Toronto-Dominion Bank agreed to buy First Horizon Corp. for US$13.4 billion, putting its massive capital stockpile to use for its largest deal ever and expanding its presence in the U.S. Southeast.
The Canadian bank will pay US$25 a share in cash for Memphis, Tennessee-based First Horizon, according to a statement Monday. The purchase price is about 37 per cent higher than First Horizon’s closing price Friday.
The deal, which continues the bank’s pattern of growing in the U.S. through acquisitions, would be Toronto-Dominion’s largest takeover ever and Chief Executive Officer Bharat Masrani’s boldest move since taking the reins in 2014. Masrani has been saying for over a year that the lender would consider putting its extra capital to work in a significant U.S. deal if the right opportunity came along.
“Transactions that are strategically compelling, financially attractive, fit within our risk appetite and are culturally aligned are rare,” Masrani said on a conference call with analysts. “We’ve been patient in waiting for the right opportunity, and in First Horizon we have found it.”
First Horizon has 412 branches and more than 1.1 million individual and business customers across 12 states. It has leading positions in Tennessee and Louisiana; a presence in Florida, the Carolinas and Virginia; and “important footholds” in Atlanta, Dallas and Houston, Toronto-Dominion said.
That would move Toronto-Dominion beyond its current U.S. East Coast footprint and give it extra scale in key existing markets such as Florida. The deal would make Toronto-Dominion’s U.S. franchise into one of the nation’s top six banks, with about US$614 billion in assets, the company said.
The deal also gives Toronto-Dominion additional capabilities in commercial banking and adds scale to its fixed-income sales and trading business.
First Horizon shares surged 30 per cent to US$23.75 at 9:47 a.m. in New York, while Toronto-Dominion slipped 1.2 per cent to $103.44 in Toronto.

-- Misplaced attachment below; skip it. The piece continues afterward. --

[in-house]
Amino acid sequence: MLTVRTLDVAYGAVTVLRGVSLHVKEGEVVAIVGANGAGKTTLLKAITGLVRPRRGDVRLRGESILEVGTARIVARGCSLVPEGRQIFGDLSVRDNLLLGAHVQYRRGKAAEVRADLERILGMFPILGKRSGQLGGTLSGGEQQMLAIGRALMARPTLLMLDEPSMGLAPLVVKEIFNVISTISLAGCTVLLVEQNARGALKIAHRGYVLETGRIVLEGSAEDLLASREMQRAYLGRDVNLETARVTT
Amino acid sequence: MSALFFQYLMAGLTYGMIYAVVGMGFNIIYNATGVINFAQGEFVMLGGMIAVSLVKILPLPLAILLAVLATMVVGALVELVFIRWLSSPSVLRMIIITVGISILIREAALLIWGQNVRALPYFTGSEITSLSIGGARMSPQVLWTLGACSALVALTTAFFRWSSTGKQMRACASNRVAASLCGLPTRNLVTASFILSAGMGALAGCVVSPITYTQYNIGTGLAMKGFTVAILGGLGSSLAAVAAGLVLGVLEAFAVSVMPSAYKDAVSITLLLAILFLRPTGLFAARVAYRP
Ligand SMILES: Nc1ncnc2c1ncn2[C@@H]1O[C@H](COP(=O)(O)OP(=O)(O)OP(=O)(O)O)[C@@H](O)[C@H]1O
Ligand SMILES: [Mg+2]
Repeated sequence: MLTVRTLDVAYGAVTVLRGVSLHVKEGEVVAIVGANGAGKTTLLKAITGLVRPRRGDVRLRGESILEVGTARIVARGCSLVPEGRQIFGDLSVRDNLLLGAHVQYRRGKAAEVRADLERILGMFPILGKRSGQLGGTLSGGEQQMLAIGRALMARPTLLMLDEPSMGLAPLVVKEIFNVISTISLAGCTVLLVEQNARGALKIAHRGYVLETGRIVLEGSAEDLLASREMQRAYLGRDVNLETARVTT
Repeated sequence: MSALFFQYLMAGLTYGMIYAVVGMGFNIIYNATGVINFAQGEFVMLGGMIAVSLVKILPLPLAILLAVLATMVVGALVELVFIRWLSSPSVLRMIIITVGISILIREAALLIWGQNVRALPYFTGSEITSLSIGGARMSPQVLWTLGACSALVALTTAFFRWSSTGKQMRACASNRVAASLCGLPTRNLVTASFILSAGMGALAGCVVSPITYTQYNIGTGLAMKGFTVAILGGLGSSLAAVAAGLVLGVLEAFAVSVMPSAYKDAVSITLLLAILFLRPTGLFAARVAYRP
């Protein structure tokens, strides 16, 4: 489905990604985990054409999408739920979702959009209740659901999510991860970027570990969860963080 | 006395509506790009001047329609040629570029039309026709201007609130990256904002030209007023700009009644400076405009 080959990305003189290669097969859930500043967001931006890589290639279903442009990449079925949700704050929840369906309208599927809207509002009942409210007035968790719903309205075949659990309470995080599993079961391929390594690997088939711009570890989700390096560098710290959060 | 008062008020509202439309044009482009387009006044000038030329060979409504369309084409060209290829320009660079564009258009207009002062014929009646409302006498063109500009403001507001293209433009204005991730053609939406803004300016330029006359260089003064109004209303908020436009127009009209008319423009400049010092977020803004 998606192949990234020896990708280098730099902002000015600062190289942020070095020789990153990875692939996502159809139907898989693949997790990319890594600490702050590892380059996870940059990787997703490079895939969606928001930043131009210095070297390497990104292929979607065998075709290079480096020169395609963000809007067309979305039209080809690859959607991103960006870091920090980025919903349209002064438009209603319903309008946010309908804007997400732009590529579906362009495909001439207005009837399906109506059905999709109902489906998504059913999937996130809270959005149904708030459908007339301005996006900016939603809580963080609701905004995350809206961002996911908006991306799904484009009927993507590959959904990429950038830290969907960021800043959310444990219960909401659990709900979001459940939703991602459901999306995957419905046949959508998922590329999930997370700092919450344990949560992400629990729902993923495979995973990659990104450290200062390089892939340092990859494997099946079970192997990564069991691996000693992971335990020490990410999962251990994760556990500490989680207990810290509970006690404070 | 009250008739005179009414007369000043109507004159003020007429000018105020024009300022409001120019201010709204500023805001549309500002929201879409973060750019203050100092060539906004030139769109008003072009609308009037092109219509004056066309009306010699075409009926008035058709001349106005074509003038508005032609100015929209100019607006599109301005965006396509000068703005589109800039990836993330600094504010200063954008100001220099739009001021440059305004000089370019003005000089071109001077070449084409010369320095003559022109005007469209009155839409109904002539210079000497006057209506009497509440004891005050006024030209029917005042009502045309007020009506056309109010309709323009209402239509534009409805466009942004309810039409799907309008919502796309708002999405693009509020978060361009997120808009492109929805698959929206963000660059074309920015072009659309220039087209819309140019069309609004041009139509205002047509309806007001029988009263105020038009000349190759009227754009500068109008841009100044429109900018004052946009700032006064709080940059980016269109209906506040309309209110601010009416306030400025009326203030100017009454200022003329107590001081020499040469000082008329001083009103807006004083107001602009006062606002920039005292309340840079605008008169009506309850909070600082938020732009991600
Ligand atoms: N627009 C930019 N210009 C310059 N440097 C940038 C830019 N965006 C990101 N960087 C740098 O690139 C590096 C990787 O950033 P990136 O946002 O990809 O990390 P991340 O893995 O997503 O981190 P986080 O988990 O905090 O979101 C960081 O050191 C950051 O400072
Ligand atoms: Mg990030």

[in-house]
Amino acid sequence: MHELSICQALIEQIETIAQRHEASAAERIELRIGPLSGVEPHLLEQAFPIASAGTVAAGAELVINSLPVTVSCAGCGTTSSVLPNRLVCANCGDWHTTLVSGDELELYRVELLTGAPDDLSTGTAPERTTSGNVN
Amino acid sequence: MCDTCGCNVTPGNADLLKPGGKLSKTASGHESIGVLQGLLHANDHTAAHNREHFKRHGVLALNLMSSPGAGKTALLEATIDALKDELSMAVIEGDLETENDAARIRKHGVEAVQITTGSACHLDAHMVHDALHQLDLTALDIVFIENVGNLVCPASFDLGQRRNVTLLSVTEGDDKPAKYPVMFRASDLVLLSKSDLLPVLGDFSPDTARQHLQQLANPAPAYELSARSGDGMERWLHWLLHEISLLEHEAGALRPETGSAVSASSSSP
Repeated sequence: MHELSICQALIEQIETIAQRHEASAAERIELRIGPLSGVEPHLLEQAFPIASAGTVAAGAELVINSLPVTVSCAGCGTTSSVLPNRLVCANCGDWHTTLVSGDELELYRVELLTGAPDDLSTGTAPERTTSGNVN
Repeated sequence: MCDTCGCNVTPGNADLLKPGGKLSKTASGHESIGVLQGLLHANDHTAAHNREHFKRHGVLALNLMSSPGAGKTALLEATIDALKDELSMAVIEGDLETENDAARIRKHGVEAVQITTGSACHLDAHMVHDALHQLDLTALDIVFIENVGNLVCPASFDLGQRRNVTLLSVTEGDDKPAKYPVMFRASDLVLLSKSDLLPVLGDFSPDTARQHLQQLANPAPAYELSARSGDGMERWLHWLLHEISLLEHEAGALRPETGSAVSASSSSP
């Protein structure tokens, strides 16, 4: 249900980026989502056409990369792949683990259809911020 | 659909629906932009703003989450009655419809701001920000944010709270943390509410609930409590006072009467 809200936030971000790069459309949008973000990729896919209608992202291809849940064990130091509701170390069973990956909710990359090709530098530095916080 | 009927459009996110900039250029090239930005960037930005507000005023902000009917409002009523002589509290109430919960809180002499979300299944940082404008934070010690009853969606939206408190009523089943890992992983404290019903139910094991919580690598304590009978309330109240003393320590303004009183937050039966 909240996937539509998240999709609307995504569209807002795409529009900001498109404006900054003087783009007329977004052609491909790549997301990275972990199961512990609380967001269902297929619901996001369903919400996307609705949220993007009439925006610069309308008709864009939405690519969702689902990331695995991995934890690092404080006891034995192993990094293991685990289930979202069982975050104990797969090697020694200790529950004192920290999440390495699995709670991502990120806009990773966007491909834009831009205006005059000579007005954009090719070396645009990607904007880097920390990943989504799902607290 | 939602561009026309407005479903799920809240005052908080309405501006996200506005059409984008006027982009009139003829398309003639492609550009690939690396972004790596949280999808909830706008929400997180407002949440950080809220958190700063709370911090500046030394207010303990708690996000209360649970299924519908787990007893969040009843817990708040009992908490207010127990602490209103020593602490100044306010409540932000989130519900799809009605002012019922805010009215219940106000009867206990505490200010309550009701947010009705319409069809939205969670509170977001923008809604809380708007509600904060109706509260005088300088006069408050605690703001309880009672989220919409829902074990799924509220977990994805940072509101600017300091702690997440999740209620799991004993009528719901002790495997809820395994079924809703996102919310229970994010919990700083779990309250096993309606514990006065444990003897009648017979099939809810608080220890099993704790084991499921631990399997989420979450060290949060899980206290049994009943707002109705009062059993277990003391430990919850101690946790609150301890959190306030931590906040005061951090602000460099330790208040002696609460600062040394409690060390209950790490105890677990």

Toronto-Dominion executives said on the call that the bank doesn’t plan to close any of First Horizon’s branches and that it will retain the bank’s frontline bankers and even bulk up some teams. Bryan Jordan, First Horizon’s CEO, will join Toronto-Dominion as vice chair, reporting to Masrani.
The deal helps Toronto-Dominion put to work a large stockpile of capital that it had built up after Canadian regulators prevented the nation’s banks from buying back stock or boosting dividends during the early portion of the pandemic. The lender had about $21.6 billion in excess Common Equity Tier 1 capital at the end of its fiscal fourth quarter.
What Bloomberg Intelligence Says:
“First Horizon’s US$13.4 billion deal to sell to TD Bank looks shareholder-friendly, with deal metrics robust at 2.3x tangible book and 14.5x 2023 consensus EPS. The deal removes much of the integration risk from the First Horizon-Iberiabank combination that had previously weighed on FHN’s shares and is an apt culmination of First Horizon’s ‘bonefish’ operating model that stressed profitability, and ultimately, shareholder value.”
— Herman Chan, BI senior industry analyst, and Rujuta Desai, BI associate analyst
Toronto-Dominion announced separately on Monday that it’s terminating an automatic share purchase plan under its buyback plan.
“We are positive on the transaction as it not only deploys TD’s significant excess capital profitably but also in-fills its southeastern platform and extends around the Gulf Coast,” Barclays Plc analyst John Aiken said in a note to investors. “Further, First Horizon’s greater concentration in commercial lending should further diversify TD’s portfolio and should generate stronger near-term growth.”
With bank mergers in Canada’s highly concentrated banking sector blocked by regulators, Toronto-Dominion has long looked south for expansion. The firm entered U.S. consumer banking with the US$3.8 billion purchase of 51 per cent of Banknorth Group Inc. in 2004, which gave it almost 400 branches in six states in the U.S. Northeast.
Three years later, Toronto-Dominion doubled its U.S. presence with the US$8.34 billion acquisition of Commerce Bancorp Inc., adding almost 460 locations. Masrani was head of Toronto-Dominion’s U.S. division at the time of the Commerce deal, which took advantage of a stronger Canadian dollar and upheaval at the target that included a U.S. investigation that led to the ouster of its founder.
Even before the planned First Horizon takeover, Toronto-Dominion already had more branches in the U.S. than in its home market.
The First Horizon deal is expected to close in the first quarter of Toronto-Dominion’s fiscal 2023, which starts in November. If the transaction isn’t completed before Nov. 27, First Horizon shareholders will receive an additional 65 cents a share on an annualized basis for the period from that date through the day immediately before closing. And If it’s not done by Feb. 27, 2023, the deal will terminate without an extension.